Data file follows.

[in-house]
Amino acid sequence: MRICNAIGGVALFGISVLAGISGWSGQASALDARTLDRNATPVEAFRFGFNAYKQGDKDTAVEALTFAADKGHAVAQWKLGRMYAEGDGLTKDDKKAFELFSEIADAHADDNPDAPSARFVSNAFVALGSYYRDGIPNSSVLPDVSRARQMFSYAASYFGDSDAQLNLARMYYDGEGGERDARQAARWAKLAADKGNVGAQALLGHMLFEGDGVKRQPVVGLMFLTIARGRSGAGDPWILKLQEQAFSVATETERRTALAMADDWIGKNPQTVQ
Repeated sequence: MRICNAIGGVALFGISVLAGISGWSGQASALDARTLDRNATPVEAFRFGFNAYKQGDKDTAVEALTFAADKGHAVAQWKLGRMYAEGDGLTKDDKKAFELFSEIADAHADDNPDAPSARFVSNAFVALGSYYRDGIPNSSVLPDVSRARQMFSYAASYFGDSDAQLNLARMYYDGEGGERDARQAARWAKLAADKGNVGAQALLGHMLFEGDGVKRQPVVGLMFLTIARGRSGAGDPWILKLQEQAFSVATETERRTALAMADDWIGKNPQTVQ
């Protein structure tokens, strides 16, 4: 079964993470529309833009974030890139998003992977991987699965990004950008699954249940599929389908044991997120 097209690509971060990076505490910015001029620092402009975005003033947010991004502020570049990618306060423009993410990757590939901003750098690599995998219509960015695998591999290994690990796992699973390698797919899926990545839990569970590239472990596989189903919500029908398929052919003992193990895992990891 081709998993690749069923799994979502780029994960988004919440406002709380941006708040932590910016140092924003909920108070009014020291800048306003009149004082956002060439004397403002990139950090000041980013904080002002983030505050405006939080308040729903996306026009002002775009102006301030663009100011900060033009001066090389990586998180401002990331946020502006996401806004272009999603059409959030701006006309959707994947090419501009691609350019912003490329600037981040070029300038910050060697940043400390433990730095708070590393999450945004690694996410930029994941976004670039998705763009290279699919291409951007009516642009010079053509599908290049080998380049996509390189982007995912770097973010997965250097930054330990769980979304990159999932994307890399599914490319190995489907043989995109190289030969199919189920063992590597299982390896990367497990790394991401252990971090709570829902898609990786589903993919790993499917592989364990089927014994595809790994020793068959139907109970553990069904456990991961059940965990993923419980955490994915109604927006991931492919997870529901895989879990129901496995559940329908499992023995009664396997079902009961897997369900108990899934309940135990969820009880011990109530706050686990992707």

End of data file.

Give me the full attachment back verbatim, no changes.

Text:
[in-house]
Amino acid sequence: MRICNAIGGVALFGISVLAGISGWSGQASALDARTLDRNATPVEAFRFGFNAYKQGDKDTAVEALTFAADKGHAVAQWKLGRMYAEGDGLTKDDKKAFELFSEIADAHADDNPDAPSARFVSNAFVALGSYYRDGIPNSSVLPDVSRARQMFSYAASYFGDSDAQLNLARMYYDGEGGERDARQAARWAKLAADKGNVGAQALLGHMLFEGDGVKRQPVVGLMFLTIARGRSGAGDPWILKLQEQAFSVATETERRTALAMADDWIGKNPQTVQ
Repeated sequence: MRICNAIGGVALFGISVLAGISGWSGQASALDARTLDRNATPVEAFRFGFNAYKQGDKDTAVEALTFAADKGHAVAQWKLGRMYAEGDGLTKDDKKAFELFSEIADAHADDNPDAPSARFVSNAFVALGSYYRDGIPNSSVLPDVSRARQMFSYAASYFGDSDAQLNLARMYYDGEGGERDARQAARWAKLAADKGNVGAQALLGHMLFEGDGVKRQPVVGLMFLTIARGRSGAGDPWILKLQEQAFSVATETERRTALAMADDWIGKNPQTVQ
């Protein structure tokens, strides 16, 4: 079964993470529309833009974030890139998003992977991987699965990004950008699954249940599929389908044991997120 097209690509971060990076505490910015001029620092402009975005003033947010991004502020570049990618306060423009993410990757590939901003750098690599995998219509960015695998591999290994690990796992699973390698797919899926990545839990569970590239472990596989189903919500029908398929052919003992193990895992990891 081709998993690749069923799994979502780029994960988004919440406002709380941006708040932590910016140092924003909920108070009014020291800048306003009149004082956002060439004397403002990139950090000041980013904080002002983030505050405006939080308040729903996306026009002002775009102006301030663009100011900060033009001066090389990586998180401002990331946020502006996401806004272009999603059409959030701006006309959707994947090419501009691609350019912003490329600037981040070029300038910050060697940043400390433990730095708070590393999450945004690694996410930029994941976004670039998705763009290279699919291409951007009516642009010079053509599908290049080998380049996509390189982007995912770097973010997965250097930054330990769980979304990159999932994307890399599914490319190995489907043989995109190289030969199919189920063992590597299982390896990367497990790394991401252990971090709570829902898609990786589903993919790993499917592989364990089927014994595809790994020793068959139907109970553990069904456990991961059940965990993923419980955490994915109604927006991931492919997870529901895989879990129901496995559940329908499992023995009664396997079902009961897997369900108990899934309940135990969820009880011990109530706050686990992707």